Hansen said it’s crucial to become adept at spotting flaws in clients’ plans. To do that, lawyers who work on gray-divorce cases should make it a point to always gain a thorough understanding of their clients’ finances.

Beyond that, divorce attorneys should become familiar with the workings of pensions, annuities and other fixed sources of income, said Zielinski. Pensions, he said, are particularly tricky because they are governed by rules that change often. And the various options that might be offered by a particular plan can trip up the unwary.

As is true for any sort of legal practice, lawyers working with gray divorces should be on guard against malpractice. Zielinski said the biggest trap is so-called qualified domestic-relations orders, which stipulate how retirement and pension plans are to be divided.

Sometimes, these sorts of orders are written up without language meant to protect a former spouse should the other partner in a now-dissolved marriage die. These sorts of omissions put surviving partners at risk of losing a lot of money.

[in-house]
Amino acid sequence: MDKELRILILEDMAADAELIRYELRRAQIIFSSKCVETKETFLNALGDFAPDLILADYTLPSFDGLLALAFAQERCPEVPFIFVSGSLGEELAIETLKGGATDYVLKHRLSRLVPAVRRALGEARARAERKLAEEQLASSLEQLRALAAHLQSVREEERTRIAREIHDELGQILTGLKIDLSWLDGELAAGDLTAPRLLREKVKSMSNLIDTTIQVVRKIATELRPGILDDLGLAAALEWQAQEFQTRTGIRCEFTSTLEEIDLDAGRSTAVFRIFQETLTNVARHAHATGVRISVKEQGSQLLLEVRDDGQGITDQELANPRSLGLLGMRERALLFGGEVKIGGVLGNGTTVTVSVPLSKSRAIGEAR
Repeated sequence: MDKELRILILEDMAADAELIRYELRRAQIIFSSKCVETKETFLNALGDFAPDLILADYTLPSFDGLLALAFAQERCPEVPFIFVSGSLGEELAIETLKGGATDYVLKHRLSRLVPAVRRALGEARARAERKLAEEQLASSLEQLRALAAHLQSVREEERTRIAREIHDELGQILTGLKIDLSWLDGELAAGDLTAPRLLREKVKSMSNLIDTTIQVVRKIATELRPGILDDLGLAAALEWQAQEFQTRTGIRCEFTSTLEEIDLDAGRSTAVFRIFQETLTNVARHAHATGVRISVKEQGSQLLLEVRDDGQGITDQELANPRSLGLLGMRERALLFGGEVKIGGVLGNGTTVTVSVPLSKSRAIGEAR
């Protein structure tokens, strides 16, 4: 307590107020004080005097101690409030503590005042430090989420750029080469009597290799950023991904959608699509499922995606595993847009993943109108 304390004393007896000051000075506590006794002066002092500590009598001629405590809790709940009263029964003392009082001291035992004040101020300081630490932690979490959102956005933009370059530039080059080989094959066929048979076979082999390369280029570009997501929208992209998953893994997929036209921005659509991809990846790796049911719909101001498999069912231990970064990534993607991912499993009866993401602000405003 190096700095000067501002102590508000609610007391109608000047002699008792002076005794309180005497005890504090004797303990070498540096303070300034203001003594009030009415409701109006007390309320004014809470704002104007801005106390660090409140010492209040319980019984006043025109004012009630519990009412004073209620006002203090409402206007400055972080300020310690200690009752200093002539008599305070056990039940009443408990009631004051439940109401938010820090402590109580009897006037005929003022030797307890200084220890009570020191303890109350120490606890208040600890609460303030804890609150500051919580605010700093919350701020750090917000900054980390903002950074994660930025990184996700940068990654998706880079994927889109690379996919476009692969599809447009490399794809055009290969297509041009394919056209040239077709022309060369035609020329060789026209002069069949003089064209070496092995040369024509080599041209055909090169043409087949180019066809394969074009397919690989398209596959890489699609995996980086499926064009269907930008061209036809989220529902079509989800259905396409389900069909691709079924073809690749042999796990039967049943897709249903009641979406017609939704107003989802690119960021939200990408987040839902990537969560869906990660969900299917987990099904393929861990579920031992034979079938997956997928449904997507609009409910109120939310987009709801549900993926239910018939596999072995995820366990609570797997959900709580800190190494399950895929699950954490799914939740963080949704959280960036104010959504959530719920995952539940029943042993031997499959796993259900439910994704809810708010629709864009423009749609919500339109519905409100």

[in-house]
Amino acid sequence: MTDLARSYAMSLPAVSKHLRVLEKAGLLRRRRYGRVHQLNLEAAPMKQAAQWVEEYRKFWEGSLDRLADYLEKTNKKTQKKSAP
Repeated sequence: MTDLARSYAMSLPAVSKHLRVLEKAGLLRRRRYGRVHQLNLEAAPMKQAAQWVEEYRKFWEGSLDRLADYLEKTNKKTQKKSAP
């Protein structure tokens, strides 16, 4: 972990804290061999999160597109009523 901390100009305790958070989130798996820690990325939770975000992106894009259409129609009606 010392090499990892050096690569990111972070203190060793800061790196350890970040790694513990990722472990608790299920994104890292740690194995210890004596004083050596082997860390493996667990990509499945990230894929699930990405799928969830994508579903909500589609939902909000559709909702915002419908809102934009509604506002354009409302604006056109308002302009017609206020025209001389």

Lawyers who fail to make sure such language is included thus expose themselves to claims of malpractice.

Other complexities of gray divorces have led Hansen to regularly turn to certified financial planners for help in the cases. Professionals of that stripe are particularly useful in making accurate valuations of assets and doing financial projections and analyses for clients.

“I’m working much more with a variety of financial specialists so that the clients really have an understanding that it’s not just divide by two and walk away,” Hansen said.